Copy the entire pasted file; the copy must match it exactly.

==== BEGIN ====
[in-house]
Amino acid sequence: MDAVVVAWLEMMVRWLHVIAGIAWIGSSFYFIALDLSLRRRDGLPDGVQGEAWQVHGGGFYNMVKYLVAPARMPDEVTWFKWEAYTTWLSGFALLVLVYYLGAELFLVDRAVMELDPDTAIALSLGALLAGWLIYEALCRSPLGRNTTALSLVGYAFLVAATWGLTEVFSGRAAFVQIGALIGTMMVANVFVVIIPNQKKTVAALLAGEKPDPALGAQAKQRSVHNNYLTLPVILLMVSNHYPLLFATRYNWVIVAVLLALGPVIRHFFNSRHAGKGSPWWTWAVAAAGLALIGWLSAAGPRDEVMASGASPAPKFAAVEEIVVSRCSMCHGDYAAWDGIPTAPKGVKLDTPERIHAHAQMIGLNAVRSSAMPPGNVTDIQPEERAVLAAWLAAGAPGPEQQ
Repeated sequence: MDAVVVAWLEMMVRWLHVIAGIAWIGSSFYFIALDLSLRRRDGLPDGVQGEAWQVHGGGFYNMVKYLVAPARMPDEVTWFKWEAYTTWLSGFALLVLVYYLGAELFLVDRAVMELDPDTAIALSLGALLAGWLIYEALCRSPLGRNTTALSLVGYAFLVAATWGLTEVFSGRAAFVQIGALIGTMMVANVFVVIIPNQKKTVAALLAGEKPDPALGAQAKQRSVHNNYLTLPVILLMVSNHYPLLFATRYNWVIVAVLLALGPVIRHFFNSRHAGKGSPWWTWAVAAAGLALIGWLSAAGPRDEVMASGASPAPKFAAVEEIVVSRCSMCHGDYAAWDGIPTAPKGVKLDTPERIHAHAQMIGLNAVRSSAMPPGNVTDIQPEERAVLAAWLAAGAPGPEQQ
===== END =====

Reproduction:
[in-house]
Amino acid sequence: MDAVVVAWLEMMVRWLHVIAGIAWIGSSFYFIALDLSLRRRDGLPDGVQGEAWQVHGGGFYNMVKYLVAPARMPDEVTWFKWEAYTTWLSGFALLVLVYYLGAELFLVDRAVMELDPDTAIALSLGALLAGWLIYEALCRSPLGRNTTALSLVGYAFLVAATWGLTEVFSGRAAFVQIGALIGTMMVANVFVVIIPNQKKTVAALLAGEKPDPALGAQAKQRSVHNNYLTLPVILLMVSNHYPLLFATRYNWVIVAVLLALGPVIRHFFNSRHAGKGSPWWTWAVAAAGLALIGWLSAAGPRDEVMASGASPAPKFAAVEEIVVSRCSMCHGDYAAWDGIPTAPKGVKLDTPERIHAHAQMIGLNAVRSSAMPPGNVTDIQPEERAVLAAWLAAGAPGPEQQ
Repeated sequence: MDAVVVAWLEMMVRWLHVIAGIAWIGSSFYFIALDLSLRRRDGLPDGVQGEAWQVHGGGFYNMVKYLVAPARMPDEVTWFKWEAYTTWLSGFALLVLVYYLGAELFLVDRAVMELDPDTAIALSLGALLAGWLIYEALCRSPLGRNTTALSLVGYAFLVAATWGLTEVFSGRAAFVQIGALIGTMMVANVFVVIIPNQKKTVAALLAGEKPDPALGAQAKQRSVHNNYLTLPVILLMVSNHYPLLFATRYNWVIVAVLLALGPVIRHFFNSRHAGKGSPWWTWAVAAAGLALIGWLSAAGPRDEVMASGASPAPKFAAVEEIVVSRCSMCHGDYAAWDGIPTAPKGVKLDTPERIHAHAQMIGLNAVRSSAMPPGNVTDIQPEERAVLAAWLAAGAPGPEQQ